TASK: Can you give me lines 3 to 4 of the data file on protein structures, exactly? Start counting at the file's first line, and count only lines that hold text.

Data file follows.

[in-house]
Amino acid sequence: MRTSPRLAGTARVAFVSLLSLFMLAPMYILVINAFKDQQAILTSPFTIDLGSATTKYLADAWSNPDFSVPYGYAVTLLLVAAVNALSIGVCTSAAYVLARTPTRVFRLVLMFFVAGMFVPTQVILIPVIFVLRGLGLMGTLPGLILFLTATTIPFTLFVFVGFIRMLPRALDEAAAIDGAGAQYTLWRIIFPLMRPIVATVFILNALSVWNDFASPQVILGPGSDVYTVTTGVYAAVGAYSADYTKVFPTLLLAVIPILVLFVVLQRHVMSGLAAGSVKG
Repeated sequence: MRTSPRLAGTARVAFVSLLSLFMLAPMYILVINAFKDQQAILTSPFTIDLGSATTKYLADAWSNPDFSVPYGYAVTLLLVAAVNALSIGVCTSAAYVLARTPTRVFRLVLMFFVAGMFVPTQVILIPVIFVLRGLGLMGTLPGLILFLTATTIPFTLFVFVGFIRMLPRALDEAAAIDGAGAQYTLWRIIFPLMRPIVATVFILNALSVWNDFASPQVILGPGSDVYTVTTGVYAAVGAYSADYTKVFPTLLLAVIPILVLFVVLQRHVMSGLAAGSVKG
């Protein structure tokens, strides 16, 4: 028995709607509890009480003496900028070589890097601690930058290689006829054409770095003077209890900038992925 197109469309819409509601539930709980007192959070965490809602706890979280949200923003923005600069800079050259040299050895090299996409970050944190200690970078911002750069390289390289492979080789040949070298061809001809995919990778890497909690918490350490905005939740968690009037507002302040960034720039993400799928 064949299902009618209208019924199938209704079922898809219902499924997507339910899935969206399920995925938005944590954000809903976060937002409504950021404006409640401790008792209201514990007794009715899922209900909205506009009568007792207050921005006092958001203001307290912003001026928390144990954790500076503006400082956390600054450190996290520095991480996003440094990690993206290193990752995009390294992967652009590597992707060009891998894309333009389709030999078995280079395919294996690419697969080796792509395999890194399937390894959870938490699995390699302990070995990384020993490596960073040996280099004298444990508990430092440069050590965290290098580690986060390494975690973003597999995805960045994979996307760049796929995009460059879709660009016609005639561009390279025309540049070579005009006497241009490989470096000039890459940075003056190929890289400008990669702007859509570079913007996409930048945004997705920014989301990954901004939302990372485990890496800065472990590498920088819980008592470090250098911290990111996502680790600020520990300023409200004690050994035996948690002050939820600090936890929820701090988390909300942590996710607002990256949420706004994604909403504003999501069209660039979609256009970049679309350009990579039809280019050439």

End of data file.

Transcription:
Repeated sequence: MRTSPRLAGTARVAFVSLLSLFMLAPMYILVINAFKDQQAILTSPFTIDLGSATTKYLADAWSNPDFSVPYGYAVTLLLVAAVNALSIGVCTSAAYVLARTPTRVFRLVLMFFVAGMFVPTQVILIPVIFVLRGLGLMGTLPGLILFLTATTIPFTLFVFVGFIRMLPRALDEAAAIDGAGAQYTLWRIIFPLMRPIVATVFILNALSVWNDFASPQVILGPGSDVYTVTTGVYAAVGAYSADYTKVFPTLLLAVIPILVLFVVLQRHVMSGLAAGSVKG
């Protein structure tokens, strides 16, 4: 028995709607509890009480003496900028070589890097601690930058290689006829054409770095003077209890900038992925 197109469309819409509601539930709980007192959070965490809602706890979280949200923003923005600069800079050259040299050895090299996409970050944190200690970078911002750069390289390289492979080789040949070298061809001809995919990778890497909690918490350490905005939740968690009037507002302040960034720039993400799928 064949299902009618209208019924199938209704079922898809219902499924997507339910899935969206399920995925938005944590954000809903976060937002409504950021404006409640401790008792209201514990007794009715899922209900909205506009009568007792207050921005006092958001203001307290912003001026928390144990954790500076503006400082956390600054450190996290520095991480996003440094990690993206290193990752995009390294992967652009590597992707060009891998894309333009389709030999078995280079395919294996690419697969080796792509395999890194399937390894959870938490699995390699302990070995990384020993490596960073040996280099004298444990508990430092440069050590965290290098580690986060390494975690973003597999995805960045994979996307760049796929995009460059879709660009016609005639561009390279025309540049070579005009006497241009490989470096000039890459940075003056190929890289400008990669702007859509570079913007996409930048945004997705920014989301990954901004939302990372485990890496800065472990590498920088819980008592470090250098911290990111996502680790600020520990300023409200004690050994035996948690002050939820600090936890929820701090988390909300942590996710607002990256949420706004994604909403504003999501069209660039979609256009970049679309350009990579039809280019050439």